Your bankroll is the amount of money you bring with you for gambling. Without it, you can't even start the game. If you lose your bankroll, the game is over. The object of gambling should be to increase your bankroll. I define "increase” to mean leaving the area where you have been gambling with more money than you came with when you began the gambling excursion.
If your major objective is to leave with more money than you started, then a corollary objective must be not to lose all of your money. In between these two objectives of not losing everything and leaving a winner, I have developed a number of rules to help me achieve my two major objectives.
First, let's consider the "not losing" side of the equation. It is actually easier to not lose at gambling than to win. This one is easy. In order not to lose at gambling, you don't gamble at all. If you have $100 and want to keep it, just don't gamble to begin with.
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Controlling your Bankroll
This approach sort of defeats the purpose of trying to learn how to win at craps. It is more than a little cynical to state that if you don't want to lose at roulette, then don't play. However, there are a number of precautions we can take to never lose our bankrolls and still be in the game.
Perhaps the first thing to do is to decide that it is important to you to never lose every single cent on you in any single gambling contest. I don't know how you reach this conclusion, but if you decide to agree with me that it is important not to lose all of your bankroll in any single gambling excursion, then it is easier to learn to apply some rules I am going to show you to prevent this from ever occurring.
First, I have to convince you that losing all of your gambling bankroll in a single session, or even during one casino excursion, is a bad idea. Perhaps the main reason that losing all of your bankroll is a bad idea is that it feels bad. Or rather, you feel bad. It is simply bad psychology to lose all of your money in a gambling contest.
I know all the statements that you can make to rationalize that it is all right to lose a sum of money brought exclusively for gambling.
"It's OK to lose because it's my gambling money."
"I don't plan to win anyway."
"What the heck, it's only money."
Notwithstanding these statements, trust me for a moment that losing all of your gambling money is a bad idea. Maybe I can convince you if I tell you that not losing is the first step to becoming a winner. Let me give you an example.
You have just come off a table with an additional $600. Are you a winner? Answering this question depends on a number of factors, not the least of which is "how much have you lost before winning?" It you have only lost $100 prior to this win, then you are definitely a winner. If you have lost $2,000 prior to this session, you are still in the hole.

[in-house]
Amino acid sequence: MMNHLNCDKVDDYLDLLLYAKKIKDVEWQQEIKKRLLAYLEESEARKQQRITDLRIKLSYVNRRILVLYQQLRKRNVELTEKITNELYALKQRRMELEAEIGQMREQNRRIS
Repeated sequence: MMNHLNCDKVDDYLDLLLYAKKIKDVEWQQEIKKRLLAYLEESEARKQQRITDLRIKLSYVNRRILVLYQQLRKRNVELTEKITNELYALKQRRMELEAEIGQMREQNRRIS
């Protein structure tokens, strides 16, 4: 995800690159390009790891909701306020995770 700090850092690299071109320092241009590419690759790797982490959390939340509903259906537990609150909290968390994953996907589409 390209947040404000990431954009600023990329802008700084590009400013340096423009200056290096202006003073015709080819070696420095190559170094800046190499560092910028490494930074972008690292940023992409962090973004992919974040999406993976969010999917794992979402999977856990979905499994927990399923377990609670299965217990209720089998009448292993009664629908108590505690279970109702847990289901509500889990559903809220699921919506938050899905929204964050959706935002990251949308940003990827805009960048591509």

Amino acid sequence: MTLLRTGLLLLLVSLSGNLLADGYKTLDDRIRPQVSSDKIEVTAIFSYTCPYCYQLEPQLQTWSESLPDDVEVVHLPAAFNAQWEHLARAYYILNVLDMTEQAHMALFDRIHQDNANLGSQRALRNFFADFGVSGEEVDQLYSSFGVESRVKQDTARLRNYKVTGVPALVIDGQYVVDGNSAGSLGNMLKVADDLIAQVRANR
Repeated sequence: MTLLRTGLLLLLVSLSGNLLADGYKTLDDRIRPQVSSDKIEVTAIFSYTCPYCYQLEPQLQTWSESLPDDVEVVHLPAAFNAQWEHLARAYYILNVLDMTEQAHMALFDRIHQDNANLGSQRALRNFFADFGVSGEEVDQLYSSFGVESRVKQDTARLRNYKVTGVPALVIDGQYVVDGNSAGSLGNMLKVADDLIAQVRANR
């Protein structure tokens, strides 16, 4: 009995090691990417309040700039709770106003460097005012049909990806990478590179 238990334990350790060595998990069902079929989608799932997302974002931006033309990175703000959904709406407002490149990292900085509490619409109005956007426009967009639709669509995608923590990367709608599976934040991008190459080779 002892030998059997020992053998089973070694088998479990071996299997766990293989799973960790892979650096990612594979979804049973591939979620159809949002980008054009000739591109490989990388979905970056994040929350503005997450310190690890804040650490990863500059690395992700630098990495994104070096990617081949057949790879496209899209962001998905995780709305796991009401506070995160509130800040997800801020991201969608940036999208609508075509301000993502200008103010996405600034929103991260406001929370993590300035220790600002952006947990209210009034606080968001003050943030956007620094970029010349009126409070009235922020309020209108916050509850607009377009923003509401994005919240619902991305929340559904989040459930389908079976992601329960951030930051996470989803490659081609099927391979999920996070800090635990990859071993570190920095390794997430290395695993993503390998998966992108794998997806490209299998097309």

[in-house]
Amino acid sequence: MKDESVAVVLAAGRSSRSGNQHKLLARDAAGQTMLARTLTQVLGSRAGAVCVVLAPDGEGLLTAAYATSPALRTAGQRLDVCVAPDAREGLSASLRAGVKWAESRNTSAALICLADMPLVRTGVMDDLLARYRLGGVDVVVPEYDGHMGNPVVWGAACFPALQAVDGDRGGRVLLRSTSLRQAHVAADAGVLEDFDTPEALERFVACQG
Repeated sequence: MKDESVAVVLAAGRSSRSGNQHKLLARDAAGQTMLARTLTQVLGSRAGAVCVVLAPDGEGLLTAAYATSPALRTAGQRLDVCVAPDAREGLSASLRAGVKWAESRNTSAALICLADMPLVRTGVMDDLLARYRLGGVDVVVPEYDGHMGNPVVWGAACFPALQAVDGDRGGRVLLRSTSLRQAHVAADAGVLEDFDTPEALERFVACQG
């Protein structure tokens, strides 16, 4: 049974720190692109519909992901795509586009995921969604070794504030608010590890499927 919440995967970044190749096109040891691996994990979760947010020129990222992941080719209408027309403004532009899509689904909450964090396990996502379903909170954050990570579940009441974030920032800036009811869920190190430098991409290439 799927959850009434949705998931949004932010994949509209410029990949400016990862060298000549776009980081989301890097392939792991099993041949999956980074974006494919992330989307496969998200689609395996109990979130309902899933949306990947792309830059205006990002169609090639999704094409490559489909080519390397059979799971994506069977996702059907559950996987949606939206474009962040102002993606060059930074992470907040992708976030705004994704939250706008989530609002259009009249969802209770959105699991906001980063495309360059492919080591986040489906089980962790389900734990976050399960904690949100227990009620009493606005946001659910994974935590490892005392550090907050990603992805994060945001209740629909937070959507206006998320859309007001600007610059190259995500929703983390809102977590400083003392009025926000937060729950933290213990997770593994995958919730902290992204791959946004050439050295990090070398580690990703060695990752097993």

This is a simplistic example, but it will serve to make a point. When you are gambling, controlling your money is the key to winning. Of course knowledge of the game is important. Gambling Strategy is important. Self-discipline is important. But the way I look at it, if you are knowledgeable and use planned strategies and employ self-discipline, then it is impossible not to control the amount of money used for gambling.
Controlling your bankroll for long-term play means bringing a large enough bankroll to outlast the inevitable lengthy losing periods.
The most important thing you can do with your gambling bankroll is to divide it up into smaller bankrolls. Each of these smaller bankrolls will be used for one session, which is typically played during a set period of time, or even at a single table.
The idea behind this is to give you several opportunities to develop some winnings without being overexposed to losses during any single session.
It is also part of our strategy for controlling losses and preserving our bankrolls.
Using smaller bankrolls also will allow you to accept losses. If you are playing with $300 at a table and have lost half of it, it is not too difficult to walk away with a $150 loss. But what if you are playing with $3,000 at a time? You will be less likely to walk away with a $1,500 loss even though we are talking about the same concept.
Game bankrolls (I use the terms "game bankrolls" and buy-ins interchangeably) do more than allow you to accept smaller losses. They also become an important part of your plan to take some of the casino's money and run. By splitting your gambling bankroll into smaller game bankrolls, you will have several shots at the casino's bankroll with limited risk on each try. Meanwhile, you will never give the casino a single shot at winning all of your bankroll.
Using game bankrolls helps control the emotional aspect of gambling. When you lose a portion of a smaller bankroll, it is fairly easy to take a break, change tables or even stop for the day. After all, winning at gambling is all about controlling emotions.
Game bankrolls can act like guides and tell us when to take a break from a losing session, or on a happier note, when to take our winnings and run.
Game bankrolls can be any size within certain limits. Our objective in setting the size of your buy-in is to have a large enough bankroll to have a reasonable chance of winning, but not so large that we jeopardize our gambling bankroll.
For a typical casino excursion, you should divide your bankroll into at least five session bankrolls. I have found this to be the optimum number of sessions for several days of continuous roulette play using the Maximum Advantage Roulette Strategy. If you plan on playing professionally, you should divide your gambling bankroll into at least seven game bankrolls.
You can approach determining the size of your bankroll several different ways. Here are a few of the acceptable approaches:
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